Militarily, the antiquated tactical U.S. nuclear weapons in Europe serve little to no purpose to NATO. But they remain a valuable bargaining chip and a strong symbol of U.S. security assurance to its European allies and partners.
During the recent meeting of NATO's foreign ministers and secretaries of state in Tallinn, Estonia, it became increasingly clear that there is disagreement over the fundamental purpose of NATO and the utility of maintaining its tactical nuclear weapons. The debate encompassed three main views. First, NATO should remain a regional military alliance that focuses on the territorial integrity of its member states. Second, NATO is primarily a regional military alliance, but should also be used for humanitarian intervention if its member states decide to do so. Third, NATO is more than a regional military alliance; it represents "Western" values and should therefore expand its membership and geographical focus to include like-minded states worldwide.
What these three positions reveal is that NATO does not have a common understanding of risks and threats. While the countries of central and Eastern Europe still fear the perceived threat of Russia, the countries of Western and Southern Europe are more focused on new security challenges stemming mainly from non-state actors.
The result of this security divide is the current controversy over the nearly 200 remaining U.S. tactical nuclear weapons stationed in Belgium, Italy, the Netherlands, Turkey, and Germany. Eastern European countries like Poland view these weapons as a sign that the United States is taking the mutual defense clause enshrined in Article 5 of NATO's charter seriously. As a U.S. ally, and perhaps given Iran's nuclear ambitions, Turkey is also very cautious about the possible withdrawal of U.S. nuclear weapons from its soil. More fundamental is the concern in Europe over the obvious imbalance between NATO's 200 tactical nuclear weapons and Russia’s estimated 3,000 non-strategic weapons.
So what should be the way ahead? Germany’s current position is to lead efforts for the removal of tactical nuclear weapons from Europe. This was formulated in the November 2009 agreement that brought Germany's ruling parties into coalition, which came as a surprise for many NATO countries. The German coalition agreement was, in fact, an attempt to gain popular domestic support by advancing a nuclear disarmament agenda. In Germany, as in many other European countries, the majority of the population favors the withdrawal. But Germany could have simply resolved the issue over time. The only German weapons system capable of delivering nuclear weapons is the Tornado strike fighter, which will be phased out by 2030 at the latest. The new multi-role Euro Fighter, which will replace the Tornado, is not currently designed to deliver tactical nuclear weapons. For many Germans, then, the question is, given the maximum range of these strike fighters, what could they possibly hit that is not a NATO or European country?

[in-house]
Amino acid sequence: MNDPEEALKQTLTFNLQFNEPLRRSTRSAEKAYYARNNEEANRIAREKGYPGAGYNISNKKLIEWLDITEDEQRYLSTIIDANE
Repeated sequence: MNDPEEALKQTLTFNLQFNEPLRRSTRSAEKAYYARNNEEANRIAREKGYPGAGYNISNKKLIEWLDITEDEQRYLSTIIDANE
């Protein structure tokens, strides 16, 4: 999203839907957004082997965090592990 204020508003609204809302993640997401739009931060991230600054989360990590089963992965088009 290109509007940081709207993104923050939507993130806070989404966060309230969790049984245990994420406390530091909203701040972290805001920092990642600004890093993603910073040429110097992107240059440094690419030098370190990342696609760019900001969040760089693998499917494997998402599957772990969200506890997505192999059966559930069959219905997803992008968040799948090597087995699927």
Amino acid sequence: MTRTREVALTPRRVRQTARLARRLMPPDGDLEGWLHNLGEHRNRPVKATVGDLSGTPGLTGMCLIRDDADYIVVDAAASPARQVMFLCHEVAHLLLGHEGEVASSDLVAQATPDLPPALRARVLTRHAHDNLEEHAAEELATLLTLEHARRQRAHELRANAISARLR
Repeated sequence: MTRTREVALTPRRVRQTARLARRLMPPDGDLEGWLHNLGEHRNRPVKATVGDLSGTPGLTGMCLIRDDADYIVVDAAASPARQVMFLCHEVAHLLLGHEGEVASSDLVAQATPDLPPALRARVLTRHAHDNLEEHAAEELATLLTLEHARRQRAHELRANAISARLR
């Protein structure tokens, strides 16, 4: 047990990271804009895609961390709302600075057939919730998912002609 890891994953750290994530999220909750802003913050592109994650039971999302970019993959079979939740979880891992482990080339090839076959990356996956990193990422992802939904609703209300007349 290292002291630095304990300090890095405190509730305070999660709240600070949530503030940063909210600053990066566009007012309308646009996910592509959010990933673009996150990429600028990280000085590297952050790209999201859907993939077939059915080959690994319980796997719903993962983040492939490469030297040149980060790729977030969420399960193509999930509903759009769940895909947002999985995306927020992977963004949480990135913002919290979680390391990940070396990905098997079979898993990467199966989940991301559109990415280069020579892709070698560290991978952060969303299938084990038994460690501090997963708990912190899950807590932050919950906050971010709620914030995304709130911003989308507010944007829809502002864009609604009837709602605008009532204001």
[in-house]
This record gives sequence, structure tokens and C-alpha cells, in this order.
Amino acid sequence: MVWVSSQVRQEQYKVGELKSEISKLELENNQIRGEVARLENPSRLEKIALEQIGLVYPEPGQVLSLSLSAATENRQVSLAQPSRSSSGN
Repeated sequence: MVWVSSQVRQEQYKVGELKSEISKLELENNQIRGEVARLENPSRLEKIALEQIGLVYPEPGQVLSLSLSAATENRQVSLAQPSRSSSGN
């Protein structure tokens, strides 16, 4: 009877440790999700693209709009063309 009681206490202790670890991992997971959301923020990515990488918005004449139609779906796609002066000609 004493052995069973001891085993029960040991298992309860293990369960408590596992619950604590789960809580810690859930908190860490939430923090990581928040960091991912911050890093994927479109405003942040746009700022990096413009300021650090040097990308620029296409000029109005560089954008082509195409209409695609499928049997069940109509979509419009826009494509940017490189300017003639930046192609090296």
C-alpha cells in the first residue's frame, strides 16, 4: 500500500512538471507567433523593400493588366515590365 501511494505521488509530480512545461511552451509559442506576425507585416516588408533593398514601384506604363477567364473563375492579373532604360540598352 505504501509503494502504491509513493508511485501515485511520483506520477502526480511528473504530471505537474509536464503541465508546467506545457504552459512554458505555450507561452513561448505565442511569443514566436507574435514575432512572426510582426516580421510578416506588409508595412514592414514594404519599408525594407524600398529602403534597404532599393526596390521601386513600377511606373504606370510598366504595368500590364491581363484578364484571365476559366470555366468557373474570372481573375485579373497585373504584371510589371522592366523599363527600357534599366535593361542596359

By February 2010 the Netherlands, Norway, Belgium, and Luxembourg joined Germany's proposal for the withdrawal of nuclear weapons and debated the issue at the NATO meeting in Tallinn. However, U.S. Secretary of State Hillary Clinton has stated clearly that there will be no withdrawal without an agreement with Russia about their tactical nuclear arsenal in Europe. In order to reach an agreement, it would be a helpful and necessary step to resolve the critical status of the Treaty on the Conventional Forces in Europe (CFE). Russia postponed its treaty commitments after NATO member countries did not ratify the adapted CFE Treaty, which addresses the significant changes in Europe's military balance after the collapse of the Warsaw Pact. The NATO countries, on the other hand, demand the withdrawal of Russian troops from Georgia and Moldova in accordance with the 1999 Istanbul commitments before they ratify the adapted CFE.
Russia will rely on nuclear weapons to compensate for the imbalance as long as it perceives a conventional superiority of NATO forces in Europe. Only when this Russian perception is assuaged will it be possible to find a solution regarding the status of tactical nuclear weapons in Europe. What remains is the need for providing reliable U.S. and NATO commitments to collective defense, especially to Poland and Turkey. Dealing with these threat perceptions will require finding ways to develop a security architecture that can deter today's threats without anachronistic nuclear thinking.
Oliver Schmidt works for the German Council on Foreign Relations (DGAP) in Berlin, Germany's oldest non-partisan, non-governmental think tank.
The Carnegie Nuclear Policy Program is an internationally acclaimed source of expertise and policy thinking on nuclear industry, nonproliferation, security, and disarmament. Its multinational staff stays at the forefront of nuclear policy issues in the United States, Russia, China, Northeast Asia, South Asia, and the Middle East.
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